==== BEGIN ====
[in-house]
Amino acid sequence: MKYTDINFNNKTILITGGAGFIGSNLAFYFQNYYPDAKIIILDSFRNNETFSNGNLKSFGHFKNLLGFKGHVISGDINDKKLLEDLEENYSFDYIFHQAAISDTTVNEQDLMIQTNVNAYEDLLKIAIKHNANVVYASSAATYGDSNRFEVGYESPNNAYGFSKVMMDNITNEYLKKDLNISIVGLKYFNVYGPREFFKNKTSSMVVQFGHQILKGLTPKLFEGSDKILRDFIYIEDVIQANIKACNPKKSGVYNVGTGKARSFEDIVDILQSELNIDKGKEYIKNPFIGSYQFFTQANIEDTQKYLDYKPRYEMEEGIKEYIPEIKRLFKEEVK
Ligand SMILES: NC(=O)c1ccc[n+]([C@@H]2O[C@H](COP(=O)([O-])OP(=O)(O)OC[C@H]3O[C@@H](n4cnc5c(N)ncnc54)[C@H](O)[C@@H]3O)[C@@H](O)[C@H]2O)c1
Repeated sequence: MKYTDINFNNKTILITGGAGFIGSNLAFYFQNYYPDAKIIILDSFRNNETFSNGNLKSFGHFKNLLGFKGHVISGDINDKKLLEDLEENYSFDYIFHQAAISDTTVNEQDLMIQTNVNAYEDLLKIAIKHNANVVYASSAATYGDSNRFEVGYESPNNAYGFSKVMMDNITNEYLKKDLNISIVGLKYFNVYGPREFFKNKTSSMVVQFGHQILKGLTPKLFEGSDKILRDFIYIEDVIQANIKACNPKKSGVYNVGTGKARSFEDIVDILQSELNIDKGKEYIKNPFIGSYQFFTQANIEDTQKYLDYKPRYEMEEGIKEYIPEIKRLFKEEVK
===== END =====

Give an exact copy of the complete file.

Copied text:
[in-house]
Amino acid sequence: MKYTDINFNNKTILITGGAGFIGSNLAFYFQNYYPDAKIIILDSFRNNETFSNGNLKSFGHFKNLLGFKGHVISGDINDKKLLEDLEENYSFDYIFHQAAISDTTVNEQDLMIQTNVNAYEDLLKIAIKHNANVVYASSAATYGDSNRFEVGYESPNNAYGFSKVMMDNITNEYLKKDLNISIVGLKYFNVYGPREFFKNKTSSMVVQFGHQILKGLTPKLFEGSDKILRDFIYIEDVIQANIKACNPKKSGVYNVGTGKARSFEDIVDILQSELNIDKGKEYIKNPFIGSYQFFTQANIEDTQKYLDYKPRYEMEEGIKEYIPEIKRLFKEEVK
Ligand SMILES: NC(=O)c1ccc[n+]([C@@H]2O[C@H](COP(=O)([O-])OP(=O)(O)OC[C@H]3O[C@@H](n4cnc5c(N)ncnc54)[C@H](O)[C@@H]3O)[C@@H](O)[C@H]2O)c1
Repeated sequence: MKYTDINFNNKTILITGGAGFIGSNLAFYFQNYYPDAKIIILDSFRNNETFSNGNLKSFGHFKNLLGFKGHVISGDINDKKLLEDLEENYSFDYIFHQAAISDTTVNEQDLMIQTNVNAYEDLLKIAIKHNANVVYASSAATYGDSNRFEVGYESPNNAYGFSKVMMDNITNEYLKKDLNISIVGLKYFNVYGPREFFKNKTSSMVVQFGHQILKGLTPKLFEGSDKILRDFIYIEDVIQANIKACNPKKSGVYNVGTGKARSFEDIVDILQSELNIDKGKEYIKNPFIGSYQFFTQANIEDTQKYLDYKPRYEMEEGIKEYIPEIKRLFKEEVK